Run Rust SGX Applications in Mesalock Linux
MesaLock Linux is a general purpose Linux distribution which aims to provide a safe and secure user space environment. To eliminate high-severe vulnerabilities caused by memory corruption, the whole user space applications are rewritten in memory-safe programming languages like Rust and Go. This extremely reduces attack surfaces of an operating system exposed in the wild, leaving the remaining attack surfaces auditable and restricted. Therefore, MesaLock Linux can substantially improve the security of the Linux ecosystem. Additionally, thanks to the Linux kernel, MesaLock Linux supports a broad hardware environment, making it deployable in many places. Two main usage scenarios of MesaLock Linux are for containers and security-sensitive embedded devices. With the growth of the ecosystem, MesaLock Linux would also be adopted in the server environment in the future.
We believe that running Rust SGX applications inside Mesalock Linux could improve the security of SGX applications and reduce their attack surface significantly.
Is it safe to run Rust SGX applications in Mesalock Linux?
A typical Rust SGX application has at least to components: one enclave, and one untrusted component. The enclave is self-contained and doesn't need dynamic loading. The untrusted component depends on
liburts (untrusted runtime service library), which depends on the Application Enclave Services Manager library.
We show the dependency tree as follows. In this tree, we hide all the dynamic libraries which already exist in Mesalock Linux.
SGX Application ├── Enclave (statically linked) └── Untrusted component └── SGX untrusted runtime (libsgx_urts.so) ├── libstdc++ (libstdc++.so.6) └── AESM service library (libsgx_uae_service.so) └── libprotobuf (libprotobuf.so.9) ├── libstdc++ (libstdc++.so.6) └── zlib (libz.so.1)
We can see that, to support Rust SGX applications in Mesalock Linux, the minimum set of required shared library is : libsgx_urts.so, libsgx_uae_service.so, libstdc++.so.6, libz.so.1 and libprotobuf.so.9.
We refined the rules-of-thumb for hybrid memory-safe architecture designing and here is the refined version.
- Unsafe components must not taint safe components, especially for public APIs and data structures.
- Unsafe components should be as small as possible and decoupled from safe components.
- Unsafe components should be explicitly marked during deployment and ready to upgrade.
Hence, we believe that running Rust SGX applications in Mesalock Linux could provide better security guarantees if they follow the memory safety principles.
The whole solution contains two steps:
- Build Rust SGX applications in dev environment, such as Rust SGX docker container.
- Run Rust SGX application in Mesalock Linux docker container.
Step 1 is trivial.
For step 2, the Intel AESM service is required. Technically, Intel AESM service listens at a domain socket
/var/run/aesmd/aesm.socket and provide service via this domain socket. To interact with CPU, Intel AESM service needs to access
There are two options for running the aesm service: (1) start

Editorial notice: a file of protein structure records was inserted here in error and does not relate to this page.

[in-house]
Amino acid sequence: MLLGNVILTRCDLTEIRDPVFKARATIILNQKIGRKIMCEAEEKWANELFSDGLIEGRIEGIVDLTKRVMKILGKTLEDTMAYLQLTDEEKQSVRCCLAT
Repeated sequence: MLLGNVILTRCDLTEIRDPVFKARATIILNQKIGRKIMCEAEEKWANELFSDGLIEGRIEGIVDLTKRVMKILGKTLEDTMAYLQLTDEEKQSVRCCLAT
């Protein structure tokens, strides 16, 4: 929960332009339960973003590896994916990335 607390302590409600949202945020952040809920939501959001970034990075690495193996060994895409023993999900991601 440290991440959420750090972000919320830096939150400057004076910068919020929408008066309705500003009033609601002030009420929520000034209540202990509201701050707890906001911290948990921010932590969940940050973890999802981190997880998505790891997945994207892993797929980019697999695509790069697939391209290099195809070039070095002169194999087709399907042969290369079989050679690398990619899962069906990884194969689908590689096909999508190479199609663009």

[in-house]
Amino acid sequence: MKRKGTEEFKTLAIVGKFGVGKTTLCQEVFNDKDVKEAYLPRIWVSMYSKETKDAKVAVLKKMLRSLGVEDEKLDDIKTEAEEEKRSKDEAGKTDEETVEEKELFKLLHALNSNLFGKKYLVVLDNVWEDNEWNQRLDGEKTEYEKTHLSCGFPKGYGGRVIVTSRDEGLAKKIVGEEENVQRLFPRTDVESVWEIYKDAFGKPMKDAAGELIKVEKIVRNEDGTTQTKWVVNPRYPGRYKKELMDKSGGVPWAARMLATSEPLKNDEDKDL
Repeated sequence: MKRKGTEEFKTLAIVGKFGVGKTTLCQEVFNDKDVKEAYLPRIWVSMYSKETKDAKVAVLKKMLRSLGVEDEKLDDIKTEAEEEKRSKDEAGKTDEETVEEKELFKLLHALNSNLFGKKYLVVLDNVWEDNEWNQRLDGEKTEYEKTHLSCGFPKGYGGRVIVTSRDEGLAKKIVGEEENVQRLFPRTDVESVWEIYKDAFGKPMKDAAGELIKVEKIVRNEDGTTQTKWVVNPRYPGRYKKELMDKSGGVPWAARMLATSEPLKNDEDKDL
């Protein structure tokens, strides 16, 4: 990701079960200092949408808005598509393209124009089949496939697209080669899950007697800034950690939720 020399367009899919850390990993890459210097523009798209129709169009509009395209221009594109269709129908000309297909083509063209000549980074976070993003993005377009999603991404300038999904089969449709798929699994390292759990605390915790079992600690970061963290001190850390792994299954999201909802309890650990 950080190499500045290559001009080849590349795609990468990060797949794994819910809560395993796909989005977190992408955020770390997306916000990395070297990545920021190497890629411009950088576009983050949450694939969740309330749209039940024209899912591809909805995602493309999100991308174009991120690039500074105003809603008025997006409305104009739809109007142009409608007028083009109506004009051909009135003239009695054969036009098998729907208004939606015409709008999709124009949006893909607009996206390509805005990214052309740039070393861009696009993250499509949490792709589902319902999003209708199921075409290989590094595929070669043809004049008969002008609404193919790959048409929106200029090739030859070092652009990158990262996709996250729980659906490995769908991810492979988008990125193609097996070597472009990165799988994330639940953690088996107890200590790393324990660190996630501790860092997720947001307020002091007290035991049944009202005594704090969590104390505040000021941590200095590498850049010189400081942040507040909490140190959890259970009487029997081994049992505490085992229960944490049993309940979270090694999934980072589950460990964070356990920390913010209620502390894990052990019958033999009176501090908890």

aesmd inside the Mesalock Linux container, or (2) start
aesmd on the host OS and provide service to the SGX application inside the container. The first method provides better isolation for
aesmd, but it would start a set of infrastructure enclaves for each docker container, wasting the limited EPC memory. The second one only launches one set of infrastructure enclaves for all SGX containers and we believe it is more efficient.
In our current solution, we put the AESM service process
aesmd outside the Mesalock Linux docker container and only expose the domain socket
/var/run/aesm/aesm.socket to the container. In this way, we isolate the AESM service along with the six foundation enclaves (Launch Enclave/Quoting Enclave/Provisioning Enclave/Provisioning Certification Enclave/Platform Service Enclave for long term pairing/Platform Service Enclave for session management) from Mesalock Linux docker container.
Rust SGX SDK and docker
Step 1 : build SGX application in Rust SGX dev docker container.
$ git pull firstname.lastname@example.org:baidu/rust-sgx-sdk.git $ docker run -v /path/to/rust-sgx-sdk:/root/sgx -ti --device /dev/isgx baiduxlab/sgx-rust
In the Rust SGX dev docker container:
$ cd /root/sgx/samplecode/hello-rust $ make ...(ignored many lines)... </EnclaveConfiguration> tcs_num 1, tcs_max_num 1, tcs_min_pool 1 The required memory is 1732608B. Succeed. SIGN => bin/enclave.signed.so $ exit
hello-rust sample has been compiled successfully.
Step 2 : run SGX application in Mesalock Linux docker container
$ docker run --rm -ti \ --device /dev/isgx \ # forward isgx device -v /path/to/rust-sgx-sdk:/root/sgx \ # add SDK -v /path/to/rust-sgx-sdk/mesalock-rt:/opt/sgxrt \ # add runtime lib -v /var/run/aesmd:/var/run/aesmd \ # forward domain socket -e LD_LIBRARY_PATH=/opt/sgxrt \ # set lib path -w /root/sgx/samplecode/hello-rust/bin \ # set working dir mesalocklinux/mesalock-linux
Now the Mesalock Linux docker container has been initiated using method (2) and an Ion shell has been launched. In the container, we execute:
:/root/sgx/samplecode/hello-rust/bin$ ./app [+] Home dir is /root [-] Open token file /root/enclave.token error! Will create one. [+] Saved updated launch token! [+] Init Enclave Successful 2! This is a normal world string passed into Enclave! This is a in-Enclave Rust string! [+] say_something success...
mesalock-rt Runtime Details
All these runtime shared libraries come from official releases, including Intel SGX SDK v2.0 release and Ubuntu 16.04 package archive.